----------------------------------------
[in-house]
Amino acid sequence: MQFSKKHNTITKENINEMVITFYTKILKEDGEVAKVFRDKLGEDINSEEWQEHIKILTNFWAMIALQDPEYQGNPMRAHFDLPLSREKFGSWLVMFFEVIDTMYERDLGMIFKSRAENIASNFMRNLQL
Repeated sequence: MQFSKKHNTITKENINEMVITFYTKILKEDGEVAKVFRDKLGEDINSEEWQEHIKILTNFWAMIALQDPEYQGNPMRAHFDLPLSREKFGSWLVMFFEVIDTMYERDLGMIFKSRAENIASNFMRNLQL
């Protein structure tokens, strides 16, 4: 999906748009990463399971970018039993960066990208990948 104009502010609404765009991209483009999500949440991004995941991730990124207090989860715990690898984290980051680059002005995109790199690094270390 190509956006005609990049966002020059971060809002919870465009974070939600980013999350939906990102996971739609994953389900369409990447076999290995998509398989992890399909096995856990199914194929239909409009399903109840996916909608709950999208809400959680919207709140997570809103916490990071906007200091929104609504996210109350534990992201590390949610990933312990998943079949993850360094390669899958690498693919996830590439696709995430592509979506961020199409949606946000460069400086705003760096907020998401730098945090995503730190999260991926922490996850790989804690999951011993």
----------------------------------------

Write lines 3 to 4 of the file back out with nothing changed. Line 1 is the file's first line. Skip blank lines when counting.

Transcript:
Repeated sequence: MQFSKKHNTITKENINEMVITFYTKILKEDGEVAKVFRDKLGEDINSEEWQEHIKILTNFWAMIALQDPEYQGNPMRAHFDLPLSREKFGSWLVMFFEVIDTMYERDLGMIFKSRAENIASNFMRNLQL
């Protein structure tokens, strides 16, 4: 999906748009990463399971970018039993960066990208990948 104009502010609404765009991209483009999500949440991004995941991730990124207090989860715990690898984290980051680059002005995109790199690094270390 190509956006005609990049966002020059971060809002919870465009974070939600980013999350939906990102996971739609994953389900369409990447076999290995998509398989992890399909096995856990199914194929239909409009399903109840996916909608709950999208809400959680919207709140997570809103916490990071906007200091929104609504996210109350534990992201590390949610990933312990998943079949993850360094390669899958690498693919996830590439696709995430592509979506961020199409949606946000460069400086705003760096907020998401730098945090995503730190999260991926922490996850790989804690999951011993």